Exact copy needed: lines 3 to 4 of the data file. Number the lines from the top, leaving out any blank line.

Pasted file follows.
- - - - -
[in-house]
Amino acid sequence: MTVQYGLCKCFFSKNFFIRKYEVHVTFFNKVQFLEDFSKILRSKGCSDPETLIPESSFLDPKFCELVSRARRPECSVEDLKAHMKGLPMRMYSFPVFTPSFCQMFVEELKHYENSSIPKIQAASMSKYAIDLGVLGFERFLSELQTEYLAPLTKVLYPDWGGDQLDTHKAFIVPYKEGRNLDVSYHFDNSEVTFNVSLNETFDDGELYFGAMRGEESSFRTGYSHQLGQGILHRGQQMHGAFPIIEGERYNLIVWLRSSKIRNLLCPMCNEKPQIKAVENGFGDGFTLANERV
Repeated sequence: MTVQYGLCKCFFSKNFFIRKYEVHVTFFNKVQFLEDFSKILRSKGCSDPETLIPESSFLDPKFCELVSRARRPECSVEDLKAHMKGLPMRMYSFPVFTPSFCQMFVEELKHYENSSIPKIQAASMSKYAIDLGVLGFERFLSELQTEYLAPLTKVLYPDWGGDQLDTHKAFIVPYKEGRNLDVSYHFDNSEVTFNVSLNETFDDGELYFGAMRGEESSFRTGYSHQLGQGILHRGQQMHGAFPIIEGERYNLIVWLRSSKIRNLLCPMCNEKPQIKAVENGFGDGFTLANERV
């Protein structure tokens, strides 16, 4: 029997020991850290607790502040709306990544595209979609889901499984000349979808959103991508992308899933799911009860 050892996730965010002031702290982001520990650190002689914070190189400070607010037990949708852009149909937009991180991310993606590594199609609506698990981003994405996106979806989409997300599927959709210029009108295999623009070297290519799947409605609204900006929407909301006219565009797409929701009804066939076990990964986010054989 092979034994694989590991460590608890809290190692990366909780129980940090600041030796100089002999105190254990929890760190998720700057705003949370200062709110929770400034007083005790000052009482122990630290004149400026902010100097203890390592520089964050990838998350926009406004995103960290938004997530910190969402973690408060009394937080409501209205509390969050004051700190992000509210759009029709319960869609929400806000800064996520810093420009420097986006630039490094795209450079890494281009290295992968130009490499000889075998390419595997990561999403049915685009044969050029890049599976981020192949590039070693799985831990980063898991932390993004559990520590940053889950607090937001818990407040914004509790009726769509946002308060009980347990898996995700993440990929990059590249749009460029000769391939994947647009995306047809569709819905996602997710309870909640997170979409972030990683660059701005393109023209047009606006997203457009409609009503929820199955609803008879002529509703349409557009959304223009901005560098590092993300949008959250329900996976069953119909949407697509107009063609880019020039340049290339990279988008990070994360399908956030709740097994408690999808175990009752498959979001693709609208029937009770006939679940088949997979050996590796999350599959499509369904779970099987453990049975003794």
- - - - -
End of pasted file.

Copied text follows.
Repeated sequence: MTVQYGLCKCFFSKNFFIRKYEVHVTFFNKVQFLEDFSKILRSKGCSDPETLIPESSFLDPKFCELVSRARRPECSVEDLKAHMKGLPMRMYSFPVFTPSFCQMFVEELKHYENSSIPKIQAASMSKYAIDLGVLGFERFLSELQTEYLAPLTKVLYPDWGGDQLDTHKAFIVPYKEGRNLDVSYHFDNSEVTFNVSLNETFDDGELYFGAMRGEESSFRTGYSHQLGQGILHRGQQMHGAFPIIEGERYNLIVWLRSSKIRNLLCPMCNEKPQIKAVENGFGDGFTLANERV
């Protein structure tokens, strides 16, 4: 029997020991850290607790502040709306990544595209979609889901499984000349979808959103991508992308899933799911009860 050892996730965010002031702290982001520990650190002689914070190189400070607010037990949708852009149909937009991180991310993606590594199609609506698990981003994405996106979806989409997300599927959709210029009108295999623009070297290519799947409605609204900006929407909301006219565009797409929701009804066939076990990964986010054989 092979034994694989590991460590608890809290190692990366909780129980940090600041030796100089002999105190254990929890760190998720700057705003949370200062709110929770400034007083005790000052009482122990630290004149400026902010100097203890390592520089964050990838998350926009406004995103960290938004997530910190969402973690408060009394937080409501209205509390969050004051700190992000509210759009029709319960869609929400806000800064996520810093420009420097986006630039490094795209450079890494281009290295992968130009490499000889075998390419595997990561999403049915685009044969050029890049599976981020192949590039070693799985831990980063898991932390993004559990520590940053889950607090937001818990407040914004509790009726769509946002308060009980347990898996995700993440990929990059590249749009460029000769391939994947647009995306047809569709819905996602997710309870909640997170979409972030990683660059701005393109023209047009606006997203457009409609009503929820199955609803008879002529509703349409557009959304223009901005560098590092993300949008959250329900996976069953119909949407697509107009063609880019020039340049290339990279988008990070994360399908956030709740097994408690999808175990009752498959979001693709609208029937009770006939679940088949997979050996590796999350599959499509369904779970099987453990049975003794």